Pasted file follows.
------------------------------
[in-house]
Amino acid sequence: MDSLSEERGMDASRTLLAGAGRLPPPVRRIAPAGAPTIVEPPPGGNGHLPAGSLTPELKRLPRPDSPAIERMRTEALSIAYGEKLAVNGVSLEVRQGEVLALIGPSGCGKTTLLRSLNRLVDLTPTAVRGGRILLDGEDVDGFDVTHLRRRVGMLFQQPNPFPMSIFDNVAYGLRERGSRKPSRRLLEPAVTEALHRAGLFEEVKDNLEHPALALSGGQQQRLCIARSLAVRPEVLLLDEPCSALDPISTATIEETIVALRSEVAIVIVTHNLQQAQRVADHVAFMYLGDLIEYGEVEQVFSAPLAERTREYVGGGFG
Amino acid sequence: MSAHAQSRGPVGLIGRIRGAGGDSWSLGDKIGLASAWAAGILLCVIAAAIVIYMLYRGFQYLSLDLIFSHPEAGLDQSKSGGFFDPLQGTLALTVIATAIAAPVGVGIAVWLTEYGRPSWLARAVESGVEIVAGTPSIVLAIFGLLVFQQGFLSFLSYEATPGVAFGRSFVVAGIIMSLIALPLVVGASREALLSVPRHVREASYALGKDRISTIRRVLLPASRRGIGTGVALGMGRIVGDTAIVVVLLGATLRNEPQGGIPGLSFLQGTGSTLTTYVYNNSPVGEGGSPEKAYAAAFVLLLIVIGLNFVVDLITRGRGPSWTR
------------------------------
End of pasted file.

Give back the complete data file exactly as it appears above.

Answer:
[in-house]
Amino acid sequence: MDSLSEERGMDASRTLLAGAGRLPPPVRRIAPAGAPTIVEPPPGGNGHLPAGSLTPELKRLPRPDSPAIERMRTEALSIAYGEKLAVNGVSLEVRQGEVLALIGPSGCGKTTLLRSLNRLVDLTPTAVRGGRILLDGEDVDGFDVTHLRRRVGMLFQQPNPFPMSIFDNVAYGLRERGSRKPSRRLLEPAVTEALHRAGLFEEVKDNLEHPALALSGGQQQRLCIARSLAVRPEVLLLDEPCSALDPISTATIEETIVALRSEVAIVIVTHNLQQAQRVADHVAFMYLGDLIEYGEVEQVFSAPLAERTREYVGGGFG
Amino acid sequence: MSAHAQSRGPVGLIGRIRGAGGDSWSLGDKIGLASAWAAGILLCVIAAAIVIYMLYRGFQYLSLDLIFSHPEAGLDQSKSGGFFDPLQGTLALTVIATAIAAPVGVGIAVWLTEYGRPSWLARAVESGVEIVAGTPSIVLAIFGLLVFQQGFLSFLSYEATPGVAFGRSFVVAGIIMSLIALPLVVGASREALLSVPRHVREASYALGKDRISTIRRVLLPASRRGIGTGVALGMGRIVGDTAIVVVLLGATLRNEPQGGIPGLSFLQGTGSTLTTYVYNNSPVGEGGSPEKAYAAAFVLLLIVIGLNFVVDLITRGRGPSWTR